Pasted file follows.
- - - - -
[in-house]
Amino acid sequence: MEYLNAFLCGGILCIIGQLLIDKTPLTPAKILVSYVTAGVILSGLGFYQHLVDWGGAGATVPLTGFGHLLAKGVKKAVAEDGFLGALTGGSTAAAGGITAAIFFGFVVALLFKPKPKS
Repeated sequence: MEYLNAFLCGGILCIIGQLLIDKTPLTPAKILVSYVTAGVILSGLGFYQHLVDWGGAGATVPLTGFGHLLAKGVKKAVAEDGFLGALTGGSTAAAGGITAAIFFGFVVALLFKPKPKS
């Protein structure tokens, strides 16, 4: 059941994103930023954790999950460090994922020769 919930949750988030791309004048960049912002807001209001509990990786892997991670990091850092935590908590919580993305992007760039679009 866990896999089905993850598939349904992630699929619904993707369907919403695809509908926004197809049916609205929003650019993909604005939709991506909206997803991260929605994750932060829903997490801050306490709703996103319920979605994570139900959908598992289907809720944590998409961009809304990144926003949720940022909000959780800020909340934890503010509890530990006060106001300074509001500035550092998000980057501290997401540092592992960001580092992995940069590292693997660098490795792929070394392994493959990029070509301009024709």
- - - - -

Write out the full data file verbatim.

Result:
[in-house]
Amino acid sequence: MEYLNAFLCGGILCIIGQLLIDKTPLTPAKILVSYVTAGVILSGLGFYQHLVDWGGAGATVPLTGFGHLLAKGVKKAVAEDGFLGALTGGSTAAAGGITAAIFFGFVVALLFKPKPKS
Repeated sequence: MEYLNAFLCGGILCIIGQLLIDKTPLTPAKILVSYVTAGVILSGLGFYQHLVDWGGAGATVPLTGFGHLLAKGVKKAVAEDGFLGALTGGSTAAAGGITAAIFFGFVVALLFKPKPKS
């Protein structure tokens, strides 16, 4: 059941994103930023954790999950460090994922020769 919930949750988030791309004048960049912002807001209001509990990786892997991670990091850092935590908590919580993305992007760039679009 866990896999089905993850598939349904992630699929619904993707369907919403695809509908926004197809049916609205929003650019993909604005939709991506909206997803991260929605994750932060829903997490801050306490709703996103319920979605994570139900959908598992289907809720944590998409961009809304990144926003949720940022909000959780800020909340934890503010509890530990006060106001300074509001500035550092998000980057501290997401540092592992960001580092992995940069590292693997660098490795792929070394392994493959990029070509301009024709």